First Look Media's initial venture under the editorship of Gleen Greenwald started out focusing primarily on the material available from the revelations of Edward Snowden. They are now expanding the focus to a critique of the mainstream US media and its coverage of international affairs. These developments begin to offer us some perspective on what role this new media venture is going to play and on the question of how much independence Greenwald as the editor is going to have from the control of Pierre Omidyar, the publisher. Let's take a look.
The vast bulk of the commentary issuing from American commentators about the Russian military action in Ukraine involves condemning exactly that which they routinely advocate and which the U.S. itself routinely does. So suffocating is the resulting stench that those who played leading roles in selling the public the attack on Iraq and who are still unrepentant about it, such as David “Axis of Evil/The Right Man” Frum, have actually become the leading media voices condemning Russia on the ground that it is wrong to invade sovereign countries; Frum thus has no trouble saying things like this with an apparently straight face: “If Russia acts the outlaw nation, can it be expected to be treated as anything but an outlaw?”
American media elites awash in an orgy of feel-good condemnation in particular love to mock Russian media, especially the government-funded English-language outlet RT, as being a source of shameless pro-Putin propaganda, where free expression is strictly barred (in contrast to the Free American Media). That that network has a strong pro-Russian bias is unquestionably true. But one of its leading hosts, Abby Martin, remarkably demonstrated last night what “journalistic independence” means by ending her Breaking the Set program with a clear and unapologetic denunciation of the Russian action in Ukraine:An embedded video provides Martin's commentary.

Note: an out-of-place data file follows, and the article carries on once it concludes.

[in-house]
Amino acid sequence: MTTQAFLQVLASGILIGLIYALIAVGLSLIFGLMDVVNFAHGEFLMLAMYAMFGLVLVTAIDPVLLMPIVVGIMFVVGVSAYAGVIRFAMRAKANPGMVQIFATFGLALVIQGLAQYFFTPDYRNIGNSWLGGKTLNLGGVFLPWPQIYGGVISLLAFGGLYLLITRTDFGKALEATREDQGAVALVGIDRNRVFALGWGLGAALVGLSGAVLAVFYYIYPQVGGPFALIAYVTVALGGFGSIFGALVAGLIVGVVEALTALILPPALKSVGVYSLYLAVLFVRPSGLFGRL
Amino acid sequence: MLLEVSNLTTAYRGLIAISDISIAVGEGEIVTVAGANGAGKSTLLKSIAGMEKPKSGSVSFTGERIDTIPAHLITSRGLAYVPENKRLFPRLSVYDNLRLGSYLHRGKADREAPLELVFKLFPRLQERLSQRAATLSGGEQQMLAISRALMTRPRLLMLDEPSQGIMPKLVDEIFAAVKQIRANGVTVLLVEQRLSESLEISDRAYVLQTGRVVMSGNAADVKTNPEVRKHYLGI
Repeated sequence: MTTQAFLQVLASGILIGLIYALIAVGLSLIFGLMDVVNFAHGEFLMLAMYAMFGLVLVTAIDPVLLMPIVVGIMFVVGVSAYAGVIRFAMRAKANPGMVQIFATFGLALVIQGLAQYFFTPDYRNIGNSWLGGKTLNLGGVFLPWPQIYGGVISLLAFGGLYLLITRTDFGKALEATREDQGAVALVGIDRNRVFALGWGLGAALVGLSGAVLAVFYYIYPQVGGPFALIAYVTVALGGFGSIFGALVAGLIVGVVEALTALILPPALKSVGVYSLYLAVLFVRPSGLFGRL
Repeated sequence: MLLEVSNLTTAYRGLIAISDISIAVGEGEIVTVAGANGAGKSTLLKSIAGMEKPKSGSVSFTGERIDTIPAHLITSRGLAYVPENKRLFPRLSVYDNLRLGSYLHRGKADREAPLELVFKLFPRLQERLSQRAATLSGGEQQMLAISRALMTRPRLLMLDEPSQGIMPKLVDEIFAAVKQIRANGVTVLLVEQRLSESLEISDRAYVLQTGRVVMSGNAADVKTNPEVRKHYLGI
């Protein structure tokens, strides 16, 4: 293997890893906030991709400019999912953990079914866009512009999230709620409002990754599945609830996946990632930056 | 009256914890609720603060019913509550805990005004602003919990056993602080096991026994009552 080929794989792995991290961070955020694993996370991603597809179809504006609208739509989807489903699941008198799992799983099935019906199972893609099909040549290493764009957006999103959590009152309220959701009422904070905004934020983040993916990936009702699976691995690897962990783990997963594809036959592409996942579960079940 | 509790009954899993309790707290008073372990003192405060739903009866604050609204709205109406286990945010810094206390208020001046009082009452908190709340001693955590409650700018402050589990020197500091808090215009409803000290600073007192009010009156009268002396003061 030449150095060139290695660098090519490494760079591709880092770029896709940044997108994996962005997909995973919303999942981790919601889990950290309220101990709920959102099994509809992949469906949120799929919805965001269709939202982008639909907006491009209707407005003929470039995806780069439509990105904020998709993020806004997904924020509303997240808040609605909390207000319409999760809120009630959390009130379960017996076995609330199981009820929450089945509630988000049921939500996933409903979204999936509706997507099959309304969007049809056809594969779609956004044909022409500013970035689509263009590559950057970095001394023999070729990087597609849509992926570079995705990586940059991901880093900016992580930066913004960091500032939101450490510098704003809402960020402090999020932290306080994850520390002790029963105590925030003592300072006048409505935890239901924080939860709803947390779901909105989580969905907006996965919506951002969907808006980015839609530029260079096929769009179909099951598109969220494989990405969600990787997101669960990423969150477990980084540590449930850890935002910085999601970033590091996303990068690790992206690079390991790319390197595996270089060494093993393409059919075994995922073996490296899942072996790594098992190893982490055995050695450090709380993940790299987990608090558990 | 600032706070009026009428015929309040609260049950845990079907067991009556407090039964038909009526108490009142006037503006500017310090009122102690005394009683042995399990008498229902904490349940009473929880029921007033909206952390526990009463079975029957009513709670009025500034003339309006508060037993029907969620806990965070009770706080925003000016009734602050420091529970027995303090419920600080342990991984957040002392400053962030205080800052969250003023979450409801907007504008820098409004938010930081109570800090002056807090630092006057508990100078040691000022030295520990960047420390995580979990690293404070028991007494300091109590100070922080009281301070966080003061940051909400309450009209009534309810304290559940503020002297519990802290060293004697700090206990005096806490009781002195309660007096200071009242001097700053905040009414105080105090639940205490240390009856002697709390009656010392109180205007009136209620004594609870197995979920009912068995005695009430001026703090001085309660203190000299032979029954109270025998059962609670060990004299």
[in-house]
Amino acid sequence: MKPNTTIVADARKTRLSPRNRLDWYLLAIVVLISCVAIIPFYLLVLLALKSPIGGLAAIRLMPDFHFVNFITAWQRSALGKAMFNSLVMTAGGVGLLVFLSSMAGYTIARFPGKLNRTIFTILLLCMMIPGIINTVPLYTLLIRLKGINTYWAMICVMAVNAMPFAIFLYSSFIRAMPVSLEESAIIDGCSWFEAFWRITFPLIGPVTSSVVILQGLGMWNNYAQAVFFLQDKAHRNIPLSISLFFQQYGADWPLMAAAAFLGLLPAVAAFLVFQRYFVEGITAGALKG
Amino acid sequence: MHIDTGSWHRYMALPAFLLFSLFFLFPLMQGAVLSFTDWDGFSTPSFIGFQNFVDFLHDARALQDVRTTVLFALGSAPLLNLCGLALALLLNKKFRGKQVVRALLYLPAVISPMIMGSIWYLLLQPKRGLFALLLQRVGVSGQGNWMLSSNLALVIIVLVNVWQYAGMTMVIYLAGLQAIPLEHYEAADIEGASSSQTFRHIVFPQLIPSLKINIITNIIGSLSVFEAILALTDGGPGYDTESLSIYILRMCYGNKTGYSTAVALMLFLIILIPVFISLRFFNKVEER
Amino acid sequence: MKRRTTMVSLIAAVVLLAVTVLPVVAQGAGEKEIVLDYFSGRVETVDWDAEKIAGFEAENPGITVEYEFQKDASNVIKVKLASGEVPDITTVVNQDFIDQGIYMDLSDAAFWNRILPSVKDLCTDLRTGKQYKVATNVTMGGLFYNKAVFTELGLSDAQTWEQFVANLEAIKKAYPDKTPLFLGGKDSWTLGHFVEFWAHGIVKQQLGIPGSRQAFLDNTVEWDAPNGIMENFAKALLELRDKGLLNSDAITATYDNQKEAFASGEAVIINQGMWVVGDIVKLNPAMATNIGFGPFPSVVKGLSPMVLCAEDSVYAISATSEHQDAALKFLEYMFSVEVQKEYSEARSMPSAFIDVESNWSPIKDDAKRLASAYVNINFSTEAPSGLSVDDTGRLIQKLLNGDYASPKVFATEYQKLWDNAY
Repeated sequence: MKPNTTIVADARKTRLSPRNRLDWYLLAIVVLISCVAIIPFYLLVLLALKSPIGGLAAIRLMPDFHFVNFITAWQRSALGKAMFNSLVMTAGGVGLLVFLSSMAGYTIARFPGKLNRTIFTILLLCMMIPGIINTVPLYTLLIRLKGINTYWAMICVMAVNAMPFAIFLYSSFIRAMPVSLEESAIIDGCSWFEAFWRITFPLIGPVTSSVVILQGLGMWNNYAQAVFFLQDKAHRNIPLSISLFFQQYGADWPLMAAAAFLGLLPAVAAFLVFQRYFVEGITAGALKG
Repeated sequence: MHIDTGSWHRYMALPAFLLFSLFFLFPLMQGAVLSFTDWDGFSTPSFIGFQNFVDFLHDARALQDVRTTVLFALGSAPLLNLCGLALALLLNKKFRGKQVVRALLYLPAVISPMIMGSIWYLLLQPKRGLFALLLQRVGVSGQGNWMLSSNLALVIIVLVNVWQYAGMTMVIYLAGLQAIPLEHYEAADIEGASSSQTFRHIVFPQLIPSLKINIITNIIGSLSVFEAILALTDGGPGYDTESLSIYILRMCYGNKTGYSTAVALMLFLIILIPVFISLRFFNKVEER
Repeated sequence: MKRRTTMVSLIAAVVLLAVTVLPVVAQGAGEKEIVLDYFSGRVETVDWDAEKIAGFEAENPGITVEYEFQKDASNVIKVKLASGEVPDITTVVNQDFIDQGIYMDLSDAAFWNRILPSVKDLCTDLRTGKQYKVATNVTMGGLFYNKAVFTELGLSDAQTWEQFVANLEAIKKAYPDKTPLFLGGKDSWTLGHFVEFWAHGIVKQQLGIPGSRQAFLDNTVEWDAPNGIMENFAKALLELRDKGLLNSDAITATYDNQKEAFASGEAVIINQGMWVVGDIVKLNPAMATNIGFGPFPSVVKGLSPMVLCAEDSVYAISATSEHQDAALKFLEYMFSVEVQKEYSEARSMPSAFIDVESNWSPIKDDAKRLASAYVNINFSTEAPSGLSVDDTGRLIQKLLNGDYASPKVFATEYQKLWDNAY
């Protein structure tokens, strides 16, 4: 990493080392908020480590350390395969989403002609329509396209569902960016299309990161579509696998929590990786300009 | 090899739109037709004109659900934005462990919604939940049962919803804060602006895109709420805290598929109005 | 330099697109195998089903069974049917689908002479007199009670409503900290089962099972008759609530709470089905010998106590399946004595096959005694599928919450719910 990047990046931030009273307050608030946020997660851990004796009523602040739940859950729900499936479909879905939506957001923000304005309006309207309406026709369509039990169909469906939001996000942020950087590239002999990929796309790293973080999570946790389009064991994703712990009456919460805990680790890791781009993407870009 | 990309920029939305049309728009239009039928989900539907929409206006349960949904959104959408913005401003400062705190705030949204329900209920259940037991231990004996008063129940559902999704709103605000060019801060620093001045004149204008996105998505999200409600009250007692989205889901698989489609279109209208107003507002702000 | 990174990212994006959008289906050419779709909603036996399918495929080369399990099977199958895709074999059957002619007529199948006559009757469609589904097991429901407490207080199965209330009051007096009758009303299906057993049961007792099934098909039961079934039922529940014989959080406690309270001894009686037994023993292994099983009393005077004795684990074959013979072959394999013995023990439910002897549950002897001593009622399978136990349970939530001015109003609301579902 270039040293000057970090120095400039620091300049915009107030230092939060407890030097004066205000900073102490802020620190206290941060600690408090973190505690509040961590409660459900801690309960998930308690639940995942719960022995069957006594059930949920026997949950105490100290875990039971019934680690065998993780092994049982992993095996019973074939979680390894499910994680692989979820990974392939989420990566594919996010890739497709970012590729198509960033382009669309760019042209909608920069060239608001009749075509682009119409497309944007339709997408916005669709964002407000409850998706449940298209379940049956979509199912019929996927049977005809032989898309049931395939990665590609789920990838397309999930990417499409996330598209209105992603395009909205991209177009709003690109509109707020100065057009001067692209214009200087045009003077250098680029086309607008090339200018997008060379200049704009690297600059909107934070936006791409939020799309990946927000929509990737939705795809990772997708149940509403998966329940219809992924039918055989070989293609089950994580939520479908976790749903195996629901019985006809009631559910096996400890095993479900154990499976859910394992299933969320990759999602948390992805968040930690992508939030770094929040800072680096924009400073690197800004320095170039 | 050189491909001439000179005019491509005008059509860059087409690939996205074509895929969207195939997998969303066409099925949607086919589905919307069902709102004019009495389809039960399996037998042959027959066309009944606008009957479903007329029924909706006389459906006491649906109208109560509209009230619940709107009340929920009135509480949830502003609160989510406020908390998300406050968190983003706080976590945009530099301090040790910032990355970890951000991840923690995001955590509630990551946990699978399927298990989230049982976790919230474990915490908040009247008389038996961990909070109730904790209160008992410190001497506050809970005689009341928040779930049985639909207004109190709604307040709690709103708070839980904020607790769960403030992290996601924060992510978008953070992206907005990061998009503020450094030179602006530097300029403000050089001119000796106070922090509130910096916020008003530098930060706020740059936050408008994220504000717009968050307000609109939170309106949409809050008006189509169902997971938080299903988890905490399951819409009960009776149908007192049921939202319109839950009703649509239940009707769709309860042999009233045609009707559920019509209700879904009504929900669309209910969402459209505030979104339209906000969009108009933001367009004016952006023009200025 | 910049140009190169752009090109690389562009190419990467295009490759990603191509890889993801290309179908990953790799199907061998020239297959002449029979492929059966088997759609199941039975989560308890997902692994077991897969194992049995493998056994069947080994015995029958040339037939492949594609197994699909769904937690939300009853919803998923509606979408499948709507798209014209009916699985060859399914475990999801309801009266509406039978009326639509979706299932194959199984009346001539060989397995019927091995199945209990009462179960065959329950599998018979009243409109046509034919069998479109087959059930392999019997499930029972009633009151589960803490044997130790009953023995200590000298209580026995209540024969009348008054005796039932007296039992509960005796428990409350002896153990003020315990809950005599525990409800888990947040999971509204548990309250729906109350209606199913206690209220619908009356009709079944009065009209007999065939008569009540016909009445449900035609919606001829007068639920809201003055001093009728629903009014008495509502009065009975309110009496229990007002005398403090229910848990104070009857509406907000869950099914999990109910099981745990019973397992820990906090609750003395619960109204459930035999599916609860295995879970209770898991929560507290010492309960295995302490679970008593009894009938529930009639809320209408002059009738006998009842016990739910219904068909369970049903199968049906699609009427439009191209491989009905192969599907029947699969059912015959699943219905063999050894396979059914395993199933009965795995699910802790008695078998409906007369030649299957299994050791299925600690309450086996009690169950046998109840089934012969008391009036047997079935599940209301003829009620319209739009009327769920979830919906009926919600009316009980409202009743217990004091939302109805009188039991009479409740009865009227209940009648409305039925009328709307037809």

I, along with a bunch of other people, wrote some reflections on how the shadow of the invasion of Iraq hangs over the policy debate about Ukraine. Greenwald here is focusing more specifically on the history of US media coverage of Iraq. He details the firing of the few TV commentators who dared to criticize the US invasion and compares it to Martin's outspoken comments. Now of course it is possible that Martin could suffer a similar fate at the hands of the Russian government, but the fact that she wasn't cut off the air does contradict the usual US assertions that all media in Russia are completely under Putin's iron fist.
This is of course vintage Greenwald in his willingness to be a severe critic of US policy. This comes a few days after the controversy arising from the claims on Pando that Omidyar's funding of western oriented NGO activities in Ukraine would put the muzzle on First Look Media. From this article it doesn't look like Greenwald is wearing a muzzle.